Ames Sheldon grew up in Wayzata, Minnesota. After graduating from Northrop Collegiate School, she attended Bryn Mawr College, where she majored in English. After graduating, she worked in the legal department of a multi-national chemical company, as a reporter at two newspapers, as office manager of a start-up auto salvage yard, and eventually as a grant writer and development officer for a variety of nonprofit organizations, ranging from the Sierra Club in San Francisco to the Minnesota Historical Society and the Minneapolis Public Library. She has an M.A. in American Studies.
Ames decided she wanted to be a writer at the age of nine. Many short stories and poems later, she worked as lead author and associate editor of the ground-breaking Women’s History Sources: A Guide to Archives and Manuscript Collections in the United States (Bowker, 1979), which contains descriptions of collections of original primary source materials pertaining to the history of tens of thousands of women and women’s organizations from the colonial period through the 1970s.In the process of working on this monumental 1,100-page reference book, Ames discovered her love for women’s history and for using primary sources for research.
Ames’ Sheldon Genealogy
While arranging to interview Ames I researched her lineage and found that Ames and I are 5th cousins once removed. Our shared ancestor is Isaac Sheldon born in South Kingston Rhode Island in 1730 son of Thomas Sheldon and Harriet Winters. Thomas is first recorded in Pawling, Dutchess County New York in February of 1747. Isaac appears on the records there from 1756-1778. In 1777 Isaac Sheldon served on the Committee for Sequestration during the Revolutionary War. By 1800 Isaac has moved to Willsboro, Essex County, New York. He dies there in 1813. Isaac and his wife Sarah Gifford have 15 children together; Kelly’s ancestor Justus is the 7th child and 3rd son; Ames ancestor Nehemiah is the 13th, and last child of this union and the 7th son. One more child is born to Isaac and Deborah Haight, the 15th! Sheldon Genealogy’s President Dale is also a descendant of Isaac through his son Gideon the 6th son and 12th child.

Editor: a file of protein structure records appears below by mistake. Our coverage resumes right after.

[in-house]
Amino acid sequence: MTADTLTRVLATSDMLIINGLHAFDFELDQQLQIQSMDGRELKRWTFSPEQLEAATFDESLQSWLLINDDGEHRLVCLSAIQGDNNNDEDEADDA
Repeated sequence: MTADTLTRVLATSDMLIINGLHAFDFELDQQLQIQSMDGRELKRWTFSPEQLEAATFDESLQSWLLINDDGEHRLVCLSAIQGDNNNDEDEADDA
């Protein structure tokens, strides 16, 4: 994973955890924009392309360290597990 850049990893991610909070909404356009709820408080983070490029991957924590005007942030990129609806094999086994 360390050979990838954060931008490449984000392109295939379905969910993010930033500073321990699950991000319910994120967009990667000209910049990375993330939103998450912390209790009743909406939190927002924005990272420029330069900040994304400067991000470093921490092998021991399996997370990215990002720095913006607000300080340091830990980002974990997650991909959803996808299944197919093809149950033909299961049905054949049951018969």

Lemons in The Garden of Love: Synopsis
It’s 1977 and Cassie Lyman, a graduate student in women’s history, is struggling to find a topic for her doctoral dissertation. When she discovers a trove of suffrage cartoons, diaries, and letters at Smith College belonging to Kate Easton, founder of the Birth Control League of Massachusetts in 1916, she believes she has located her subject.
Digging deeper into Kate’s life, Cassie learns that she and Kate are related—closely. Driven to understand why her family has never spoken of Kate, Cassie travels to Cape Ann to attend her sister’s wedding, where she questions her female relatives. Her quest to ascertain the truth about Kate unearths painful family secrets. Soon Cassie is shocked to find herself in the same challenging situation Kate faced.
50 years of Genealogical Research experience and 11 years with DNA & Genetic Genealogy. Author of Wheatonwood.com and the Beginner's Guide to Genetic Genealogy. Enjoys writing, genealogy related travel, research, "gophering" for genealogy, gardening, photography and being a grandma.
We are building a worldwide Sheldon database from scratch. Everything in the database will be documented and sourced. If your ancestors aren't here, and you would like them to be included, please let us know!
Rev. Henry O. Sheldon
The Rev. Henry O. Sheldon is often considered the grandfather of Sheldon genealogy. While traveling as a preacher he met other Sheldons and wondered how they were all related. Eventually, he began collecting genealogies & piecing the various Sheldon branches together, first published in 1855 as the Sheldon Magazine. From his private journal: Monday, 4th of May, 1818, age 19, the start of his travels:
"Snowed some last night – roads wet and splashy – At half-past eleven A.M. started on a western tour – took an affectionate leave of my parents and brother and sister after receiving their advice & prayer for my preservation, — rode 25 miles – The day was wet & cold & stormy – Winds N.W."
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